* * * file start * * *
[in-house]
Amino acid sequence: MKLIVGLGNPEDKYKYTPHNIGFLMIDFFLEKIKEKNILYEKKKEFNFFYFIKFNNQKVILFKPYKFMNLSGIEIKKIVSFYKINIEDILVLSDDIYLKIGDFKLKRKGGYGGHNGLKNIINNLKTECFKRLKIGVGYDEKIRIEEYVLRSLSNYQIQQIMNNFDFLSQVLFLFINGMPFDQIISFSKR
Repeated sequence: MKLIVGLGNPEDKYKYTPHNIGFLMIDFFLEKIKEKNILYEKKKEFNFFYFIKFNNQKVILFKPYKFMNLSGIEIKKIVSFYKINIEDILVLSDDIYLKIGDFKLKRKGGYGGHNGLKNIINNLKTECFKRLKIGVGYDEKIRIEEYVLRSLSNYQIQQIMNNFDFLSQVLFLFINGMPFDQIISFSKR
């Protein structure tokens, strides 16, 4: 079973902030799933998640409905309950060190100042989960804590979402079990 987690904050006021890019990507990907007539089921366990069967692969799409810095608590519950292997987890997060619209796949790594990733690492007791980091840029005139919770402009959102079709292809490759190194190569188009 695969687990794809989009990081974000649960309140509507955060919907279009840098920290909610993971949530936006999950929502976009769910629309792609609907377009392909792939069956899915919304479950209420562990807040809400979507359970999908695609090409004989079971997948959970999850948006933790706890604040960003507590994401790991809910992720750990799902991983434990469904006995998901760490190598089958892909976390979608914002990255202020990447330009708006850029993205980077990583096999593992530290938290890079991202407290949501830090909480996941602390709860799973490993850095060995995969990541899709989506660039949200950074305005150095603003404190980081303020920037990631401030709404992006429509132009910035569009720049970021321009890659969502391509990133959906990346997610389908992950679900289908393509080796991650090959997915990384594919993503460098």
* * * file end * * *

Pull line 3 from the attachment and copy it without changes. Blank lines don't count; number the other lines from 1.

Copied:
Repeated sequence: MKLIVGLGNPEDKYKYTPHNIGFLMIDFFLEKIKEKNILYEKKKEFNFFYFIKFNNQKVILFKPYKFMNLSGIEIKKIVSFYKINIEDILVLSDDIYLKIGDFKLKRKGGYGGHNGLKNIINNLKTECFKRLKIGVGYDEKIRIEEYVLRSLSNYQIQQIMNNFDFLSQVLFLFINGMPFDQIISFSKR